Residents say better communication from water company needed
TUMALO, Ore. (KTVZ) -- Snow and icy roads may have hampered some people’s Thanksgiving travel plans, but residents of the Long Butte area north of Bend had other holiday weekend woes -- no water from their taps for several days.
But there was good news Sunday night, as the outage was ending.
An 8:30 p.m. Sunday message on the Long Butte Water System's voicemail indicated the system was back online and filling up pipes.
"Most of the folks on the hill have water service already," the message stated, adding that some at higher elevations might take longer, but all shoul be restored by the end of the night.
"Again, apologies -- it's on its way, though," the woman's recording said.
Nearly 300 homes at Long Butte were without water earlier Sunday, some having lost service as early as last Thursday. The residents all share one well as the community’s sole water source. According to residents, most of the homes without water are serviced by Long Butte Water System.
The people who spoke to NewsChannel 21 on Sunday said they had tried contacting Long Butte Water System, but their calls were directed to voicemail and they did not hear back from staff.
NewsChannel 21 spoke with some of the residents to learn their frustrations about the lack of water and lack of communication. Long Butte resident and business owner Jack Charlton said he was first notified about issues with the water system by a neighbor.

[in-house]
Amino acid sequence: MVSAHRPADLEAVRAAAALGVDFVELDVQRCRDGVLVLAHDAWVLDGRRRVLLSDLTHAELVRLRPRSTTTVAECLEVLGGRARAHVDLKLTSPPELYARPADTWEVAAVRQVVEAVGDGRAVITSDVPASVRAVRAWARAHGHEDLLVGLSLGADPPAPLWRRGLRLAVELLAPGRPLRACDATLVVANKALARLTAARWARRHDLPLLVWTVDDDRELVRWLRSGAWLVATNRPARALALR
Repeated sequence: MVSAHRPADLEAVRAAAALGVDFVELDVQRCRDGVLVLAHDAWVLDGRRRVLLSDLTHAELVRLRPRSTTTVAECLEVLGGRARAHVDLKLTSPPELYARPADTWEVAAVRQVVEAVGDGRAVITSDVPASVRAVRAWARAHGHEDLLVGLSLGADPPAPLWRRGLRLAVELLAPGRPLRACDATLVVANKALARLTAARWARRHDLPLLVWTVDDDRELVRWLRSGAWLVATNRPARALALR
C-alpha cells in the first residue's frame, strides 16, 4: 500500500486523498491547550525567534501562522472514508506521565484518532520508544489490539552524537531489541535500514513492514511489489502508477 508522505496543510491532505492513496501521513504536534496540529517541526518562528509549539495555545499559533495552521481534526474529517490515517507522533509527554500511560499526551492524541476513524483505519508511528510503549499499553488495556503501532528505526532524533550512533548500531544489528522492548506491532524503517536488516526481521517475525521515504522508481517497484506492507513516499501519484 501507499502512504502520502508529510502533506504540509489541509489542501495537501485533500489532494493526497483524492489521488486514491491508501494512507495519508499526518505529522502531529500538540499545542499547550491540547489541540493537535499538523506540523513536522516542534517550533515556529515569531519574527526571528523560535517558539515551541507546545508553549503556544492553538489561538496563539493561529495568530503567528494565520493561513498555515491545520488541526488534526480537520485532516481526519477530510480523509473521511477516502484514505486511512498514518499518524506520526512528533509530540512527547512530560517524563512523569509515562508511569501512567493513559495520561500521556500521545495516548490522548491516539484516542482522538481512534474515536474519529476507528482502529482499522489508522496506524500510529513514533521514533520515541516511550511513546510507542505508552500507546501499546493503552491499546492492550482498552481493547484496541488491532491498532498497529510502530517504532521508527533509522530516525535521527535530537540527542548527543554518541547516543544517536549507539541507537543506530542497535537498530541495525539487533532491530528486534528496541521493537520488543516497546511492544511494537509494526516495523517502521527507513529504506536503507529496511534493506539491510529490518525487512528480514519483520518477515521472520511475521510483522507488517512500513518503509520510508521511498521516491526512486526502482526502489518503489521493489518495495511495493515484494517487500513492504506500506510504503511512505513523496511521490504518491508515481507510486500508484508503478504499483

Charlton said he and his wife kept a close eye on the dropping water pressure in their home following the neighbor’s warning.
"It was just a matter of, ‘Okay, when’s it going to quit?’” Charlton said. “We didn’t get any warning from the water company itself, and that was frustrating.”
On Friday, the Charltons' water was no more than “just a trickle.” Charlton said he and his wife also had to put a halt to work on the house they are still in the process of building.
“In the grand scheme of things, to build this water system up here had to take some guts, so I do have a little admiration for the owner of the water company,” Charlton said. “Up here is some of the hardest rock in Central Oregon.”
Robert Lawson, Charlton’s neighbor, said he is upset because his sister-in-law’s health depends on accessible water.
“We have my terminally ill sister-in-law living with us, who is extremely fragile,” Lawson said. “When somebody’s got a deathly ill person in their house, you don’t just tell us, ‘Hey, go to town and buy water’ when she should be able to get into a shower or bathtub and clean herself.”
Other residents, however, said people should take this incident as a learning experience and be more prepared for emergencies.
“We’re in a volcanic area and if something like that were to happen, preparedness is key whether it’s losing water, power, gas, a heat source, something of that nature,” said one resident who asked to remain anonymous. “While it’s inconvenient, it’s also a really good learning lesson.”